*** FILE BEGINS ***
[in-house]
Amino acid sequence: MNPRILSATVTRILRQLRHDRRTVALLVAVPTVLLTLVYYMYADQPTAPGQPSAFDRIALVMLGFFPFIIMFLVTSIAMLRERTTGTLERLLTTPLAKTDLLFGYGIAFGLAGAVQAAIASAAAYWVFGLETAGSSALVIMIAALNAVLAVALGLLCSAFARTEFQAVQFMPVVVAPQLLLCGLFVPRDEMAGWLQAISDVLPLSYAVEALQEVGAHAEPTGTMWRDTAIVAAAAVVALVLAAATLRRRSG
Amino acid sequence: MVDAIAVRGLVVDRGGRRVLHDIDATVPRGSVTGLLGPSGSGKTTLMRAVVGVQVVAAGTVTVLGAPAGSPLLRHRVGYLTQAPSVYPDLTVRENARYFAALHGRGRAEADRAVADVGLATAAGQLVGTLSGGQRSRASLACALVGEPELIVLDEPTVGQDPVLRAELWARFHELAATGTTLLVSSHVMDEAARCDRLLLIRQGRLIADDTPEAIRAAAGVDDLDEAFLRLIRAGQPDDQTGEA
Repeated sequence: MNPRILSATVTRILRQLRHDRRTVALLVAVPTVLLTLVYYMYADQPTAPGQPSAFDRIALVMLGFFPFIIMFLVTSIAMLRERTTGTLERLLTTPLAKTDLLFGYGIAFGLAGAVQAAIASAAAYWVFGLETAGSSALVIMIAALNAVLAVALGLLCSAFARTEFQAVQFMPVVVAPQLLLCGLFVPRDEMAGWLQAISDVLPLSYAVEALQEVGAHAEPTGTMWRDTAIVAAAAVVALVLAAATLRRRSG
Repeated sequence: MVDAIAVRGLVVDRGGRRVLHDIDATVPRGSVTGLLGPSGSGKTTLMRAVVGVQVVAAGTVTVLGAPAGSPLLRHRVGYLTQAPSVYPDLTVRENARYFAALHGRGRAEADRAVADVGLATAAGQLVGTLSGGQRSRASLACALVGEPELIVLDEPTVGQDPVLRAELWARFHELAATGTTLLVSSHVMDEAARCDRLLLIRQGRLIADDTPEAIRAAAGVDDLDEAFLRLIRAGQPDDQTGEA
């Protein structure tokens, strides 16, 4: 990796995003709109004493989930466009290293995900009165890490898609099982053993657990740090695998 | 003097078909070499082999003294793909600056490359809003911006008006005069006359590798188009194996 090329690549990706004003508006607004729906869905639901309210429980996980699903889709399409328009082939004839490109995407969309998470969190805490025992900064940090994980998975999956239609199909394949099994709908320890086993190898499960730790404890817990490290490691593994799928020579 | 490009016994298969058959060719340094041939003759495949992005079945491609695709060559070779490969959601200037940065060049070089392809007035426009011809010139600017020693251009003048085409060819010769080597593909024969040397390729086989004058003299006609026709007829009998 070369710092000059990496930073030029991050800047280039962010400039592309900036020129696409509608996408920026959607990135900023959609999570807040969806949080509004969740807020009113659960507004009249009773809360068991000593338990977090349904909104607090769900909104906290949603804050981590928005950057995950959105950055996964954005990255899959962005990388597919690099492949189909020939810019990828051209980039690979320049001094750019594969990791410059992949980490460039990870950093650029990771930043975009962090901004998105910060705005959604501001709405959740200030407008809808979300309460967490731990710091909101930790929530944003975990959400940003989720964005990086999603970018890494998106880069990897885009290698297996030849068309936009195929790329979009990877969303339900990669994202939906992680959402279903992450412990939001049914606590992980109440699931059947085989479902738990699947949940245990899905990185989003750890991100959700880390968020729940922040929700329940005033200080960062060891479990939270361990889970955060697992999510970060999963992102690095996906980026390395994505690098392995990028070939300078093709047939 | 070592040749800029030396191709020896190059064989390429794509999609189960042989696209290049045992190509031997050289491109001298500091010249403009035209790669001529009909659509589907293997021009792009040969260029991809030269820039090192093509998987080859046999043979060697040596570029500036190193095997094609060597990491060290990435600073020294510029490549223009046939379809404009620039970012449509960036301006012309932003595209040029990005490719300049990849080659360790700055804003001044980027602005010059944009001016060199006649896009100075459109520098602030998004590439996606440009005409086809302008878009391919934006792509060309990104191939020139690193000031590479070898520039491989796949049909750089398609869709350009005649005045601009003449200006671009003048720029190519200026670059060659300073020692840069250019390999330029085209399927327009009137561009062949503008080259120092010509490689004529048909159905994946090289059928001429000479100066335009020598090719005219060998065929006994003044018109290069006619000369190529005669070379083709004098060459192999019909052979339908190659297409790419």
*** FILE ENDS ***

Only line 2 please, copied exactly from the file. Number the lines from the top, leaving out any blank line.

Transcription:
Amino acid sequence: MNPRILSATVTRILRQLRHDRRTVALLVAVPTVLLTLVYYMYADQPTAPGQPSAFDRIALVMLGFFPFIIMFLVTSIAMLRERTTGTLERLLTTPLAKTDLLFGYGIAFGLAGAVQAAIASAAAYWVFGLETAGSSALVIMIAALNAVLAVALGLLCSAFARTEFQAVQFMPVVVAPQLLLCGLFVPRDEMAGWLQAISDVLPLSYAVEALQEVGAHAEPTGTMWRDTAIVAAAAVVALVLAAATLRRRSG